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Tomatoes are a seasonal plant that love warm weather, lots of water and regular feeding, especially when they are in the flowering stage.
Here in NZ, the traditional time to plant Tomatoes is Labour weekend as Tomatoes prefer a soil temp of between 16°C and 35°C. But, with the right protection, they can be planted out as early as August or September.
While seedlings are still small, protect them from sudden frosts by keeping them in pots in a greenhouse or even on a windowsill. If you are planting them out into the soil you can protect them from frost by covering them with a cloche until all danger has passed. When planting into your garden, don't be afraid to bury them right up to their first set of leaves as this will strengthen the plant and allow more root growth. Tomato plants have fine hairs along the stalks which, if come into contact with the soil, will grow into extra roots. Remember to stake as you plant them into the soil so you don't damage the roots by forcing a stake into the soil after the roots have established.
Be sure to water regularly, preferably in the morning, 2-3 times a week. Avoid watering in the heat of the day. Feeding will also greatly improve the flavour of the fruit. Make sure to plant in a sunny spot, that is protected from winds with adequate support ie: a fence, trellis or garden stakes.

Make sure to add plenty of compost to your soil before planting and if you are growing in pots or containers, make sure to add a long term fertiliser or feed regularly as you water.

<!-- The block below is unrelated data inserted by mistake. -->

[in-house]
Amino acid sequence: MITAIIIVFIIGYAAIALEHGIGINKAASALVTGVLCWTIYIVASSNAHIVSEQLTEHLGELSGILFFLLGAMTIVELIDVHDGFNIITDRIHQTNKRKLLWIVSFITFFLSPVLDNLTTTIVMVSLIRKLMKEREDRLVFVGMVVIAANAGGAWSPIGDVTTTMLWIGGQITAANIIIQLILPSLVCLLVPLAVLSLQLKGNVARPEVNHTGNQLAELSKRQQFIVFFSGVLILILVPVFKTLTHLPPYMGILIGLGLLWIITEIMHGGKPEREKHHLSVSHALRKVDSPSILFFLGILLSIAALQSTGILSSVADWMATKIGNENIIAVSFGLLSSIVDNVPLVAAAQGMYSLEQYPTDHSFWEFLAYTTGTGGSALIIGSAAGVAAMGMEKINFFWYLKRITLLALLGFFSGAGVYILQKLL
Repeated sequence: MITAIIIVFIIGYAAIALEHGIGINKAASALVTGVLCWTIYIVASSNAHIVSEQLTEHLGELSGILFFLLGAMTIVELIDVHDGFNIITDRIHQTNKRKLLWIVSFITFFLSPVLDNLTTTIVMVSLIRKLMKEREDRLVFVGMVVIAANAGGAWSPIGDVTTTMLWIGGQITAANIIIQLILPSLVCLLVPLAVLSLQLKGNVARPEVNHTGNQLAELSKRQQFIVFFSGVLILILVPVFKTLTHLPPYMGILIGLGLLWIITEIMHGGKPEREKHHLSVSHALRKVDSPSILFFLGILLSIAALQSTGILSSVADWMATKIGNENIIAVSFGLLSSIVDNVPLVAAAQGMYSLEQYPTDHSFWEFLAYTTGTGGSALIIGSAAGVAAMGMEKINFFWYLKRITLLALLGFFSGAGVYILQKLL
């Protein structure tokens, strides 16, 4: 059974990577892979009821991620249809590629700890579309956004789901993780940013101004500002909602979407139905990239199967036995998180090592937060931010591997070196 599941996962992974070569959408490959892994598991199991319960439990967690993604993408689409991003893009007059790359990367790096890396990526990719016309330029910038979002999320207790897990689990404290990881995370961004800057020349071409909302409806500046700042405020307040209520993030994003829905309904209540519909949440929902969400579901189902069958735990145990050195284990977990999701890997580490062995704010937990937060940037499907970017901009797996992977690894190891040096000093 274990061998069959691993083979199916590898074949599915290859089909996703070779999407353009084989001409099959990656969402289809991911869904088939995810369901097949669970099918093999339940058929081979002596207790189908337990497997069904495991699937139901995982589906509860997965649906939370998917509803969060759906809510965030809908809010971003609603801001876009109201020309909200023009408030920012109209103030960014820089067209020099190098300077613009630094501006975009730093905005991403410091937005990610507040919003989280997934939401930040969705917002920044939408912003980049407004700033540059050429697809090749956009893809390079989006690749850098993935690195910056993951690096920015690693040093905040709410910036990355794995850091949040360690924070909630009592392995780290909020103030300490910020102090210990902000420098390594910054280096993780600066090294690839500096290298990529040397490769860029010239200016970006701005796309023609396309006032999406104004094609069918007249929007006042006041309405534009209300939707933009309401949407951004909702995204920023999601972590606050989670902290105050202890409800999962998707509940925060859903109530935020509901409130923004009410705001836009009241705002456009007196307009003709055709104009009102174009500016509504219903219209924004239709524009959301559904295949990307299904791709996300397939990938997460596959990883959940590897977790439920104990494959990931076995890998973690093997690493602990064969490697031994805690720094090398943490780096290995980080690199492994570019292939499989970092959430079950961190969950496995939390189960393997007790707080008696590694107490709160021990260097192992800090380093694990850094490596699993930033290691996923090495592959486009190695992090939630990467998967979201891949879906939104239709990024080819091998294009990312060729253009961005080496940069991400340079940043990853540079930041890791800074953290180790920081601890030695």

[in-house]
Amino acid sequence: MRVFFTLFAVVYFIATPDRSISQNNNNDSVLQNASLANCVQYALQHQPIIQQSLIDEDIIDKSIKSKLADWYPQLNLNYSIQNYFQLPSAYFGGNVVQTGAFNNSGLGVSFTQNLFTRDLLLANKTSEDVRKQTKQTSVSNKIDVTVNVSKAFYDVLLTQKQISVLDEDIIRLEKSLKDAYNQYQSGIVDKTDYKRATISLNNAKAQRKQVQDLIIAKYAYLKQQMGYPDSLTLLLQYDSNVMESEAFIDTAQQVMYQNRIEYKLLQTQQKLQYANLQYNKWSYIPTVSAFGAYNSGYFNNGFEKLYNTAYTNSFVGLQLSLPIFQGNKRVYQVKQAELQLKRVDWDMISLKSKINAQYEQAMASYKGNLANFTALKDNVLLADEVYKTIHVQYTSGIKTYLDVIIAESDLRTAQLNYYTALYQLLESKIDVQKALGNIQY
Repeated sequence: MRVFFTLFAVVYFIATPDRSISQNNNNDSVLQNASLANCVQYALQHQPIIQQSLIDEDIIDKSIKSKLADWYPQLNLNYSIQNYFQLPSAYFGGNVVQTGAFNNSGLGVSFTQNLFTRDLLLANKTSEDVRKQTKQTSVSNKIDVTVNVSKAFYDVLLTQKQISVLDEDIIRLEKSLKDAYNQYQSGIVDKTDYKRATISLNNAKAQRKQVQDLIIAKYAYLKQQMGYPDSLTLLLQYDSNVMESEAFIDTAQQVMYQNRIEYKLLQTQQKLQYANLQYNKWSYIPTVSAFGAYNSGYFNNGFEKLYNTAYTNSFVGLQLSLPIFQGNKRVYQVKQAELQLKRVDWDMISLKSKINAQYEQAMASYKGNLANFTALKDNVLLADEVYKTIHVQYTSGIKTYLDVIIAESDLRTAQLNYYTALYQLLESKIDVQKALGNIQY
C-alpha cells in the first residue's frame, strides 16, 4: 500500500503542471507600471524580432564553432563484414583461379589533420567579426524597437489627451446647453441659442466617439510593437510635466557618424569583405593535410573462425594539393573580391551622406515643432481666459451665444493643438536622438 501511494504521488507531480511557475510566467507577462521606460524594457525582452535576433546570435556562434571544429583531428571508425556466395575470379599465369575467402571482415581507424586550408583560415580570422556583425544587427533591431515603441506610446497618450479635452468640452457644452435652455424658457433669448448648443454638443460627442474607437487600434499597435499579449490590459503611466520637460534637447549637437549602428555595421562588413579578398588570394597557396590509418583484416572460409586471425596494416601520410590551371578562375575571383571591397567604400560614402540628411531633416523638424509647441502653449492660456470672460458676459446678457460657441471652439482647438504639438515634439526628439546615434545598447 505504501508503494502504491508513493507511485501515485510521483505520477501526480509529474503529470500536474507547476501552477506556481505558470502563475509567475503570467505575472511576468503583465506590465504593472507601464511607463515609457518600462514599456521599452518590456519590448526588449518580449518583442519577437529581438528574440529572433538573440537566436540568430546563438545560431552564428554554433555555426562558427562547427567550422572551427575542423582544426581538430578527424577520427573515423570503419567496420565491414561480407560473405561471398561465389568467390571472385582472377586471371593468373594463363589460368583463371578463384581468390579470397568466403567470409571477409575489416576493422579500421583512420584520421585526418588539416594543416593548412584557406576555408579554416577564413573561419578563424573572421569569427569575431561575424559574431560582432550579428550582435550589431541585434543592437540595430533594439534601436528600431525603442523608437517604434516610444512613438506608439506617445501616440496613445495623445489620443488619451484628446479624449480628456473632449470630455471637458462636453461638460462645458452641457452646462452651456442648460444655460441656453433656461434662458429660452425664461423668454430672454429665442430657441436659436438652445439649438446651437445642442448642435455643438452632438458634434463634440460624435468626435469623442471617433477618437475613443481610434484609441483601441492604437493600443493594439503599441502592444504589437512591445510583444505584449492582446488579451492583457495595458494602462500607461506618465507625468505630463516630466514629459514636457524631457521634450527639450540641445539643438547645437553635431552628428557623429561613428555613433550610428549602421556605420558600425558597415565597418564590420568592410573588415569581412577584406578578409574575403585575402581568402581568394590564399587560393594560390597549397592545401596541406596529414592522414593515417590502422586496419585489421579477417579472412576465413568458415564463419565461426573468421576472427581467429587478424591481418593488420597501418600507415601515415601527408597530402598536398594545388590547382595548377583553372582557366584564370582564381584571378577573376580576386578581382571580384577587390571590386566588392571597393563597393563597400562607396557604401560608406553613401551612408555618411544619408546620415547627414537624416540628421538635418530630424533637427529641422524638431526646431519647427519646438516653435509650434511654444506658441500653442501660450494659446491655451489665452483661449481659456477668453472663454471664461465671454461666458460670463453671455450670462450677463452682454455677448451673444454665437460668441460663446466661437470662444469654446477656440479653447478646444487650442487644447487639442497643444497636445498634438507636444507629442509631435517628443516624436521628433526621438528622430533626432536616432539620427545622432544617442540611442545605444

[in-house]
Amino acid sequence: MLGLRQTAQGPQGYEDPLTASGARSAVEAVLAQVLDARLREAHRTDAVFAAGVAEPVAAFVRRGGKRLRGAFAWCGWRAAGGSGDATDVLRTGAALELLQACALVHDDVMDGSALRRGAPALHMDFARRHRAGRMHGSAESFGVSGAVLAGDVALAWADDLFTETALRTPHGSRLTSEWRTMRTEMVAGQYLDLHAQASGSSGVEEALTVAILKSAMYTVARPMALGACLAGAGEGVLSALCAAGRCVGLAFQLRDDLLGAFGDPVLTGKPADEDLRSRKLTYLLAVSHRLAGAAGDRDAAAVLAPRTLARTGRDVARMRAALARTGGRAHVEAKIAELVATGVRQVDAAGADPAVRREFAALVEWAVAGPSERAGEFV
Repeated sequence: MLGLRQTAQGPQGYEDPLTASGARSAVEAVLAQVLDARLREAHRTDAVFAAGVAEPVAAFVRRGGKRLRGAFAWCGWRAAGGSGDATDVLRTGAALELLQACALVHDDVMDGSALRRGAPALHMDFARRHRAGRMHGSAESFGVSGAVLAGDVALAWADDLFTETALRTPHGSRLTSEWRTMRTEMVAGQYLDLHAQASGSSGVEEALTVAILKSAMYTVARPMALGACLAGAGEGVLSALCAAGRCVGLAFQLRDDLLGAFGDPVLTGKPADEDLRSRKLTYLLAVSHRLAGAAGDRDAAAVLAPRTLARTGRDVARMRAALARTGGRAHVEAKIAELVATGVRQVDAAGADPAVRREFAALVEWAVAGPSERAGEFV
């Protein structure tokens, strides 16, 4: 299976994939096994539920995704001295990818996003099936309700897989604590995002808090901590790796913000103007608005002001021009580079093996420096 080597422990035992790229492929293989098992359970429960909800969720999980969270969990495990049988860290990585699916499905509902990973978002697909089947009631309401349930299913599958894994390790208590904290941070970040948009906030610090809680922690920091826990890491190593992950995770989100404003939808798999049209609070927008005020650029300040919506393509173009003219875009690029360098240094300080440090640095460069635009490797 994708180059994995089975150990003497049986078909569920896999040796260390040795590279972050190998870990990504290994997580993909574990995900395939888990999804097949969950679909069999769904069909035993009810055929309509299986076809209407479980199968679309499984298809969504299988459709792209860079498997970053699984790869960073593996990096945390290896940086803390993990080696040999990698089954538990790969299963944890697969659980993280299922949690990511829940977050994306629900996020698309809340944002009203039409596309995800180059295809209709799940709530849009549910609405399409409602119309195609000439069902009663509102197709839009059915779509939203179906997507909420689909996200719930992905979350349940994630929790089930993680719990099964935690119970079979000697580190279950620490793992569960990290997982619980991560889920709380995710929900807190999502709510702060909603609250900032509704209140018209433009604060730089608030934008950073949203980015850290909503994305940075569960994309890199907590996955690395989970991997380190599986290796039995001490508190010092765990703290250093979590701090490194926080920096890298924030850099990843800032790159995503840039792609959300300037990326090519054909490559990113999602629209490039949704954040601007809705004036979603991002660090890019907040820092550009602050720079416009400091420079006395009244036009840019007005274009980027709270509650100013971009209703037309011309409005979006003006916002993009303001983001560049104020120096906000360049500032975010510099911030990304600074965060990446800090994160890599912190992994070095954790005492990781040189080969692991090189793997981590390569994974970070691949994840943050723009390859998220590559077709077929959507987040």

Nitrogen. Nitrogen encourages leaf growth, which is why fertilizers with higher ratio of nitrogen (the first of the three numbers) are an optimum choice for lawns and grasses. But in tomatoes, excess leaf growth discourages blossoms and fruit. A complete fertilizer with a balanced supply of the three major nutrients, such as 10-10-10 or 5-10-10, is a better choice for tomato plants at initial planting time. Stay away from high-nitrogen fertilizers such as urea, ammonium sulfate or fresh manure, which will help produce dark green, tall tomato plants but fewer tomatoes.
Phosphorus. Phosphorus (the second number in the N-P-K ratio) encourages flowering, and therefore fruiting.
Potassium. Once a tomato plant starts flowering, it needs a higher ratio of potassium (the third number in the N-P-K ratio). Good organic sources of potassium are granite dust and wood ash.

After planting, add a mulch around the base of the plant once the soil has warmed up. Putting down mulch too early can cool the soil down. Mulching helps to conserve water and prevents soil and soil born diseases from splashing up onto the plants. Once the tomato plants are about 3 feet tall, remove the leaves from the bottom foot of the stem. These are usually the first leaves to develop fungus problems. They get the least amount of sun and soil born pathogens can be unintentionally splashed up onto them. Spraying weekly with compost tea also seems to be effective at warding off fungus diseases.